• a reference period for the performance fee;
  • a computation frequency that coincides with the NAV calculation frequency; and
  • a performance fee rate.

The rules allow for variations on the above requirements, so would allow for fees to vary according to whether performance is increasing or decreasing, but these models must operate in a symmetrical manner (i.e. any reversal rate should be the same as the allocation rate). They also allow for performance fees to be calculated on a single investor basis.

  1. Consistency between the performance fee model and the fund’s investment objectives, strategy and policy

This Guideline warrants detailed attention, as managers may have to consider the wider questions around performance fee models and, in particular, they may need to question the use and suitability of benchmarks.

Managers are required to implement and maintain a process in order to demonstrate and periodically review that the performance fee model is consistent with the fund’s investment objectives, strategy and policy. Pragmatically, this should be incorporated into a firm’s wider product governance process, whether required under MiFID II or otherwise.

Even firms with a basic or absolute performance fee model should question whether the chosen performance fee model is suitable for the fund given its investment policy, strategy and objective, and they should consider whether a model with reference to an index should be utilised. A typical example of this would be where a manager has an absolute performance fee model with a hurdle or high watermark i.e. no benchmark, but has an investment objective that references a benchmark index.

Where funds calculate the performance fee with reference to a benchmark, they need to ensure that the benchmark is appropriate in the context of the fund’s investment policy and strategy and adequately represents the fund’s risk-reward profile. This assessment should also take into account any material difference of risk (e.g. volatility) between the fund’s investment objective and the chosen benchmark, as well as their respective portfolio compositions.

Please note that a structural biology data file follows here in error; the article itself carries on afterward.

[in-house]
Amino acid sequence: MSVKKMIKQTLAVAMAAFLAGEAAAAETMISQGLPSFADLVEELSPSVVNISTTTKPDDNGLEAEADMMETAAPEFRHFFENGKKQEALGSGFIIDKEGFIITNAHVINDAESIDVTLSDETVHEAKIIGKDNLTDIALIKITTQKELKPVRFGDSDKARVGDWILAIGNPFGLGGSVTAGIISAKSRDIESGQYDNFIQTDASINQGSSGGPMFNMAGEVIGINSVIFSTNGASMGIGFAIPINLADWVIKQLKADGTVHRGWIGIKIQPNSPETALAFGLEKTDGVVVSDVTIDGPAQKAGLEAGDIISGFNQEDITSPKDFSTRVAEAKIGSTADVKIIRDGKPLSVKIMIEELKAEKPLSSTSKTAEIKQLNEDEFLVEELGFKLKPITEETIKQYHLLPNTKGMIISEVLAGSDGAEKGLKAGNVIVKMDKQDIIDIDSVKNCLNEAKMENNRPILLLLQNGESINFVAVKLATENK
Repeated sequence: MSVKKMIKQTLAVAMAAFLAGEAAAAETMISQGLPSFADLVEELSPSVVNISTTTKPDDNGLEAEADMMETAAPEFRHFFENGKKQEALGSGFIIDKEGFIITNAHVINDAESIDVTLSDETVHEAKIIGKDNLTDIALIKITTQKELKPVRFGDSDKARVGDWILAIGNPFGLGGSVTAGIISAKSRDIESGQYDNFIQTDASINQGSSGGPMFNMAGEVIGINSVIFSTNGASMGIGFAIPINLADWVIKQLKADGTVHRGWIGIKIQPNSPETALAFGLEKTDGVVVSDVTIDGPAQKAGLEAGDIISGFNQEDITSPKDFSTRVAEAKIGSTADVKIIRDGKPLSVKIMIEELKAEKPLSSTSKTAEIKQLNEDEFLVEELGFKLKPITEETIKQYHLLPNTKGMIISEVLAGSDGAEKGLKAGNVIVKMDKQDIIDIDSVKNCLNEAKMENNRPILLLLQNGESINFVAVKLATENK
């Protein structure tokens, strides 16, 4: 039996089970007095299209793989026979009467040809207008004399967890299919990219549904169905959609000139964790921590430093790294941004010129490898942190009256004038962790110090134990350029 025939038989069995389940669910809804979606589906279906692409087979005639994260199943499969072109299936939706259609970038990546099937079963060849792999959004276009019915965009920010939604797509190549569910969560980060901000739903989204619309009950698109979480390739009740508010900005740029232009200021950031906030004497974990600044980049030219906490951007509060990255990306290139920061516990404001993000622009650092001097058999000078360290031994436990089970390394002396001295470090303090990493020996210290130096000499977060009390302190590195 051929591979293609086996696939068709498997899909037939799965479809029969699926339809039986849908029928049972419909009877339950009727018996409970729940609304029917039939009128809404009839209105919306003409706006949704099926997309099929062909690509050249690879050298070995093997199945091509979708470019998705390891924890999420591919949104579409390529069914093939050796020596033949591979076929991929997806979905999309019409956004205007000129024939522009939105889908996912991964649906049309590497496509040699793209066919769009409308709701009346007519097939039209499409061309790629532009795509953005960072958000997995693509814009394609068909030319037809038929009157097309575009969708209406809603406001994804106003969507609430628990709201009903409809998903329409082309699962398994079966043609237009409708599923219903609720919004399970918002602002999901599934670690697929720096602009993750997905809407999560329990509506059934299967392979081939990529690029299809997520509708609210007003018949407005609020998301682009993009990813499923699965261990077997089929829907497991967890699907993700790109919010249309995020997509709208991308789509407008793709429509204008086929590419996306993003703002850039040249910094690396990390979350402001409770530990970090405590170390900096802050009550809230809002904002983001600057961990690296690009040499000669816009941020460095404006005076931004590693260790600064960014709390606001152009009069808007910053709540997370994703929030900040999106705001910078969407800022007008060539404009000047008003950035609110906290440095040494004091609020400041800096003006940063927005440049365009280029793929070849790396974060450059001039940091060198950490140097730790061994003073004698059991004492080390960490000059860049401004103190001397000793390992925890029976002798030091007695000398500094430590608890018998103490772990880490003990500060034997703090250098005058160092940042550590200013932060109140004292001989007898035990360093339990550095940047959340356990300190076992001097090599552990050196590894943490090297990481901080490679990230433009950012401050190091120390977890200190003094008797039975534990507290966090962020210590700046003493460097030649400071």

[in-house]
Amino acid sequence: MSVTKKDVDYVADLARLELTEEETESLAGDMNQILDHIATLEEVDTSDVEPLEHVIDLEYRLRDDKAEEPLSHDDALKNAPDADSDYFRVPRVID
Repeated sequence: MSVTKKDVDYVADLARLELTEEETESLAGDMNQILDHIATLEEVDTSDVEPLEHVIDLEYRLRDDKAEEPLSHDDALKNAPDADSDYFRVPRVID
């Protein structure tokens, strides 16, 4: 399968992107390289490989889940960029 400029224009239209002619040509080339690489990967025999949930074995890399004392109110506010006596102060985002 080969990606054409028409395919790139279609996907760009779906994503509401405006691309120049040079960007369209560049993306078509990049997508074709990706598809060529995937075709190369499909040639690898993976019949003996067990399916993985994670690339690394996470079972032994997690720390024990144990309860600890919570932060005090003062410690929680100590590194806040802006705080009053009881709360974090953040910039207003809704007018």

However, the rules do recognise that a wider index may be referenced in an investment objective, such as where it is used as a universe from which to select securities. In such cases, the manager should be careful to select a benchmark for portfolio composition that is consistent with the benchmark for the performance fee calculation. The Guidelines provide a non-exhaustive list of consistency indicators for managers to consider when making this assessment. Managers who are in the position of having to make this assessment should also consider the requirement for the verifiability of the calculation (Guideline 1, above) and requirements on disclosure (Guideline 5, below).

Finally, managers should ensure that any excess performance over a benchmark should be calculated net of all costs and any changes in reference indicators should be reflected in performance calculations at the point at which those changes occur.

  1. Frequency for the crystallisation of the performance fee

Again, ESMA expects an alignment of interests between the portfolio manager and the shareholders when considering the frequency for the crystallisation and the subsequent payment of the performance fee. Fair treatment among investors is also expected, and crystallisation dates should be the same for all classes of each fund.

Crystallisation frequency should not be more than annual, subject to certain limited exceptions, and the date should be 31 December of each year, or the fund’s financial year-end.

  1. Negative performance (loss) recovery